Kaitie O’Hare: Poets are pretentious. Emily Olsen is a freshman at AU this year. She likes to catalogue her travels of caffeinated wonder with amateur photography Adam ‘Danger’ Powers is a wide-eyed eager sophomore in Kogod studying
Nicole Wisler is a sophomore majoring is International Development and Women and Gender Studies. She can’t wait to lead an Alternative Break back to Nepal this summer and see those girls again! Elise Yost: Photography reminds me to look around and appreciate how awesome the world is once in awhile.
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American Literary Magazine seeks to promote the artistic community at American University. All members of the AU community may submit work they deem qualified for review. All final acceptance decisions are made by the Editor-in-Chief and the genre editors. American Literary Magazine selects content based on a blind review process. While we attempt to preserve anonymity in all cases, perfectly blind submissions are impossible. Therefore professional discretion is upheld at all times. All copyrights revert to the artists upon publication, unless otherwise noted.
American Literary Magazine is grateful to Alicia Rodriguez and the Student Activities staff. We would also like to thank Jim Briggs at Printing Images for taking our digital file and turning it into the gift you now hold. We are incredibly indebted to our amazing staff and this year’s Best-in-Show faculty judges: Leena Jayaswal, Zoe Charlton, Despina Kakoudaki, and Jocelyn McCarthy. We are also graciously thankful to David Keplinger, our faculty contributor. Lastly, we thank all those who submitted this semester – we wouldn’t have a magazine without you.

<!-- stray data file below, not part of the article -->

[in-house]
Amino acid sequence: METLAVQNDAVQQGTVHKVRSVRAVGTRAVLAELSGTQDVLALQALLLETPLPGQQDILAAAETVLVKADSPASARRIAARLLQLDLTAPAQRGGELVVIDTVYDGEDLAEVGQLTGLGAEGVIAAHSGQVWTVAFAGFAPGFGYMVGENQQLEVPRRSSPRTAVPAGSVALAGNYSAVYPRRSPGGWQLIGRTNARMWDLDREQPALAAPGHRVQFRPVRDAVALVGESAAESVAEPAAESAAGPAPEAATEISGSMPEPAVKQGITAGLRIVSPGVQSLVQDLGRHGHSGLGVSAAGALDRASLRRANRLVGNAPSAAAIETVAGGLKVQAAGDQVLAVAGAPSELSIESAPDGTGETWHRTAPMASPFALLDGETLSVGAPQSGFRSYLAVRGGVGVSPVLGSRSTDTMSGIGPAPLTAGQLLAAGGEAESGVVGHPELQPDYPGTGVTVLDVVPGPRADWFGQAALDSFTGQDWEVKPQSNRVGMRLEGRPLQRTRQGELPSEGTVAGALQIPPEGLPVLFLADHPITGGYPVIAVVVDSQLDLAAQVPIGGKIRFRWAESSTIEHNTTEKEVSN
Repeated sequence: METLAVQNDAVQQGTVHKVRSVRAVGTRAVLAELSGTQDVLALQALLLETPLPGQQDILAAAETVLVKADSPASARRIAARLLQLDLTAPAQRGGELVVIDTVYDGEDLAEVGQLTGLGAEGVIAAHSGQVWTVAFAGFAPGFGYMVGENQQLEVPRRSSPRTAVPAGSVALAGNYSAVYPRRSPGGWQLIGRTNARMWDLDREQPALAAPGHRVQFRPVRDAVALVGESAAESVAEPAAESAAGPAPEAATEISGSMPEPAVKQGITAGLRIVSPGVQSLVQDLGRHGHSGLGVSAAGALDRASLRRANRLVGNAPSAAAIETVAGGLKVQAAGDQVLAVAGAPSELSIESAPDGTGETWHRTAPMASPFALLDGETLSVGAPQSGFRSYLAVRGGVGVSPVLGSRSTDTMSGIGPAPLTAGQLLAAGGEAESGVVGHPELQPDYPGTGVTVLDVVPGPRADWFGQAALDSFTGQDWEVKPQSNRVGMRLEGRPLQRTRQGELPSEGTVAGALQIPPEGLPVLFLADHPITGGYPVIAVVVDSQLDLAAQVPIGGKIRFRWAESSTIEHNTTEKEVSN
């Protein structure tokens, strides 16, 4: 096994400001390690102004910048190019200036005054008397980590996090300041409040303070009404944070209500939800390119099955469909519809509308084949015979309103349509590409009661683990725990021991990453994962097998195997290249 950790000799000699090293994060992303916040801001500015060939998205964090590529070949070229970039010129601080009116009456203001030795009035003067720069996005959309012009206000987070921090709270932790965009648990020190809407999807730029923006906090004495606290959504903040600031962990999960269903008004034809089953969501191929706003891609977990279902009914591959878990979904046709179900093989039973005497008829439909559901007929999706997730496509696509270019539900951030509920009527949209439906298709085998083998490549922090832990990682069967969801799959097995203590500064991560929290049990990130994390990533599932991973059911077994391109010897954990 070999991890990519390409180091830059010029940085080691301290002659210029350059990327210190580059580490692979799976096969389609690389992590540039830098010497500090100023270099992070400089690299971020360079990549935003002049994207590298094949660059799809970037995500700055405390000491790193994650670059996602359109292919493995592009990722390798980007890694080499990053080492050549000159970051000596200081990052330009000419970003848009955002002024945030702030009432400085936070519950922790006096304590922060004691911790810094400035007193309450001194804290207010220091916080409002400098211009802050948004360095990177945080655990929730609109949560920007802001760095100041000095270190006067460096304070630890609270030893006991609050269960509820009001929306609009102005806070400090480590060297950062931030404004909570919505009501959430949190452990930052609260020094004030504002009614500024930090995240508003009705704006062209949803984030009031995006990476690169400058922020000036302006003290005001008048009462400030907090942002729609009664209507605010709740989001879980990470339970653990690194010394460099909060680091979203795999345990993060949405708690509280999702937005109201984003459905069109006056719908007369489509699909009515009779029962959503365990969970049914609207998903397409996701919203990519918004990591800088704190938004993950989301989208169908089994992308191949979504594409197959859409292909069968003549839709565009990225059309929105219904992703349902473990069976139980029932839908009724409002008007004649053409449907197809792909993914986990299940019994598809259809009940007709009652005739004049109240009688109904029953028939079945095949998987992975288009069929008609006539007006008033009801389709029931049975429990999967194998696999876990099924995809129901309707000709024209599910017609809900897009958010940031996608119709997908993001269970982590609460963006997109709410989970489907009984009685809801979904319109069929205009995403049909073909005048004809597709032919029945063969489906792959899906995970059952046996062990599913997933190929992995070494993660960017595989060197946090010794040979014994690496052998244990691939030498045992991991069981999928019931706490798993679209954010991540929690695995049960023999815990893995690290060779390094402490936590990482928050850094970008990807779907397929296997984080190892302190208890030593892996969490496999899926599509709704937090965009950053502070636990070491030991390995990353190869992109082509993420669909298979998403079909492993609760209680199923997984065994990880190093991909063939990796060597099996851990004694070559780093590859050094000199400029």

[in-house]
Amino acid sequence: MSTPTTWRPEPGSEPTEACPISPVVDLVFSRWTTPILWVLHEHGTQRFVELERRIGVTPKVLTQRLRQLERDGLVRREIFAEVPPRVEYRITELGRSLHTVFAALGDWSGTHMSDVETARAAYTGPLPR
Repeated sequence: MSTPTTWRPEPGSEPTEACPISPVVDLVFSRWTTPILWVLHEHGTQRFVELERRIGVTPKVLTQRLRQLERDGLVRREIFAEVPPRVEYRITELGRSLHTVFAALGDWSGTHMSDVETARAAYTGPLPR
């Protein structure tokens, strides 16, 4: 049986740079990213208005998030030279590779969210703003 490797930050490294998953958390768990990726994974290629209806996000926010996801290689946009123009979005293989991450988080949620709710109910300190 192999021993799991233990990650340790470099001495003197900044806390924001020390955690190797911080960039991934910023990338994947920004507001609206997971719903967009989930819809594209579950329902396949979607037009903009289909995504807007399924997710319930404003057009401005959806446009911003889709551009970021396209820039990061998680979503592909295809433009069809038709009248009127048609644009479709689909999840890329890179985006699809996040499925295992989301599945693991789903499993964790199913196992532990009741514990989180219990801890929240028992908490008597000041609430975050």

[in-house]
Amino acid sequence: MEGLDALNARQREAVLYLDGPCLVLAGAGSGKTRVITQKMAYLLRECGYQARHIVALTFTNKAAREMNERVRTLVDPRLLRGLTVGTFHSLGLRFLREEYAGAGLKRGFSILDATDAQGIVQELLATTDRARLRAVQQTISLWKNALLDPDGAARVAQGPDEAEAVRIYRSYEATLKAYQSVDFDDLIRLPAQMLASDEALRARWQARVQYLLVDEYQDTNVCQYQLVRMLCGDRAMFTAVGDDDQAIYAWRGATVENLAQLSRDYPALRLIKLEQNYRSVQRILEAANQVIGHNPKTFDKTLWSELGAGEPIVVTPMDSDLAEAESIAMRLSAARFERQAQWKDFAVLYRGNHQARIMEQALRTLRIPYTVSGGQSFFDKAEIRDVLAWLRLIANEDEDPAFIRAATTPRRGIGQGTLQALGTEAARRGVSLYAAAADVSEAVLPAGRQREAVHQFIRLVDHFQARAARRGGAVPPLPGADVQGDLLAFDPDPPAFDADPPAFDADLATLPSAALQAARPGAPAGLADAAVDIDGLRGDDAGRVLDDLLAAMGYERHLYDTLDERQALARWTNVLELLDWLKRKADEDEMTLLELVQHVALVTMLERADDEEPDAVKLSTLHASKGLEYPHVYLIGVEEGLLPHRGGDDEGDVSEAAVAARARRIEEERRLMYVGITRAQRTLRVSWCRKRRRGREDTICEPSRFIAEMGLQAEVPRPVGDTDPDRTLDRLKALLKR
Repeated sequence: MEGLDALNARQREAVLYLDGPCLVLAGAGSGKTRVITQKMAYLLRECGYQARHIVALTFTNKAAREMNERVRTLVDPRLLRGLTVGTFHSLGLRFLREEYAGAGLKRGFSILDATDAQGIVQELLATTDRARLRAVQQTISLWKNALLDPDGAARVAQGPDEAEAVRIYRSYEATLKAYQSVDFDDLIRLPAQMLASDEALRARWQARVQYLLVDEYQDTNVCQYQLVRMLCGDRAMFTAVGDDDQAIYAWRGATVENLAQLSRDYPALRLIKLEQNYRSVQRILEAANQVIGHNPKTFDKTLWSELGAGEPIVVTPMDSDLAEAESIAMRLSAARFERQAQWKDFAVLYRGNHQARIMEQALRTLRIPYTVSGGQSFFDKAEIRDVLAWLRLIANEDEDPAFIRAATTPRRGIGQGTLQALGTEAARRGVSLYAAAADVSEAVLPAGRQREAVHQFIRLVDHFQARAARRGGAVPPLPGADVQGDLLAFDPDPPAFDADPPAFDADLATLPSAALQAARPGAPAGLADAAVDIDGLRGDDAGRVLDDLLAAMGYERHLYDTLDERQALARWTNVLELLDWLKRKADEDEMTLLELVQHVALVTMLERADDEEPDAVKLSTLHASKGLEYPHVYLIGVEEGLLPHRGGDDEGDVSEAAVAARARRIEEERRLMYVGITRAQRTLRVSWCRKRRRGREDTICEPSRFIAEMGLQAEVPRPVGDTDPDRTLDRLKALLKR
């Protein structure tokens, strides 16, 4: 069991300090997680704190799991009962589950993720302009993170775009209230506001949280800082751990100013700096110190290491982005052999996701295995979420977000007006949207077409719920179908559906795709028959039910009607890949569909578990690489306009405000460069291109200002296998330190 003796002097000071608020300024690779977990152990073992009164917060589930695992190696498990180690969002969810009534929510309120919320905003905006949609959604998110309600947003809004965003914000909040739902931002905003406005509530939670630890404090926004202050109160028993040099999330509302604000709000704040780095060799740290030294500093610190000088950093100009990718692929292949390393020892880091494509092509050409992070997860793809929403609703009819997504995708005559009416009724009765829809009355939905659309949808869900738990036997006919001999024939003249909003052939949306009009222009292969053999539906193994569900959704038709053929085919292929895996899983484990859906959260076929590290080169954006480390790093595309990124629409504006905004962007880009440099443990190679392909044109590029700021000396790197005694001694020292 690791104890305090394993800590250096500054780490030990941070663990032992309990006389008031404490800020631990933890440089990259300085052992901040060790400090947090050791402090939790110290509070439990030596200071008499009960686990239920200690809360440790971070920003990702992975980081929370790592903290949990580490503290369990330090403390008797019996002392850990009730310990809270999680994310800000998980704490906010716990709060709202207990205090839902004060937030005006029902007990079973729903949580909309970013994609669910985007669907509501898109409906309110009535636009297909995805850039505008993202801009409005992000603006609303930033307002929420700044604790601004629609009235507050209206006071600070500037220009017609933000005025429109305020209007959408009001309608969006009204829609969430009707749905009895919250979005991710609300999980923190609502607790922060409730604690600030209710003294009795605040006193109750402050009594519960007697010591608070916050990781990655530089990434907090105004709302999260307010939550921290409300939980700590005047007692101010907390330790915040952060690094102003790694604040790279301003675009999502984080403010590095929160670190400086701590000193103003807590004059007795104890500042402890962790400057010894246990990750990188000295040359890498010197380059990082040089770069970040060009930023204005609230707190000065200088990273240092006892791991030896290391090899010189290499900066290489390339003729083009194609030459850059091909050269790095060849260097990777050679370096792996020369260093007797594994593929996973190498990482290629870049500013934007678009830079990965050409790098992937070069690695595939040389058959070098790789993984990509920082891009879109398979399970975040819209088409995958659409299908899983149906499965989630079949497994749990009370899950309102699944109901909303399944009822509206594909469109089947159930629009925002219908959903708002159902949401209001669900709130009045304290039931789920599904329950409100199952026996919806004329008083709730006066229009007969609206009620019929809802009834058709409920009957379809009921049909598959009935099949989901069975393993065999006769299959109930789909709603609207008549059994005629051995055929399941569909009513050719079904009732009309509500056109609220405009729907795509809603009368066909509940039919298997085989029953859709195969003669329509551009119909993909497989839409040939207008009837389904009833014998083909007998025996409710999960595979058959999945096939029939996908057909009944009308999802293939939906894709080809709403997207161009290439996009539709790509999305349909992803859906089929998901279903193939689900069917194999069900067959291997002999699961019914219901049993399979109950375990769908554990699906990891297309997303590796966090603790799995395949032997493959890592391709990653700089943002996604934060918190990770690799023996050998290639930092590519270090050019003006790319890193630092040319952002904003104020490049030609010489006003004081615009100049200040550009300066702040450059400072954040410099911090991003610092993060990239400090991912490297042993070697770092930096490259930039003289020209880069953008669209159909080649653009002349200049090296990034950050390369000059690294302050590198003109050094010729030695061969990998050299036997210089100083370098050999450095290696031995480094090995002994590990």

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Staff Editors-in-Chief Mary Elizabeth Cutrali Andrea Lum Design Editor Morgan Jordan Copy Editors Gretchen Kast Kaitie Oâ€™Hare Poetry Editors Christina Farella Kennedy Nadler Prose Editors Christopher Conway Sarah Cough Photo Editors Erin Adams Amir Mohebali Art Editor Annie Buller Public Relations Representative Carolina Cornejo
General Staff Lauren Bower Louise Brask Samantha Falewee Molly Friedman Hanaleah Hoberman Lorraine Holmes Lindsay Inge Caren Jensen Laura Kauer Brianna Kelley Caroline Marsh Amanda Muscavage Lori McCue Erin Oâ€™Neil Eden Pecha David Pritchard Suzy Rudorfer Elice Rojas Laurel Schwaebe Kathryn Schramm Katlyn Schreck Marlena Serviss Lauren Silber Yuliya Solovey Christine Weidner Emi Ruff-Wilkinson Design Staff Emma Gray Lorraine Holmes
Fleeting Jenna Mitchell
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American Literary Fall 2010 Issue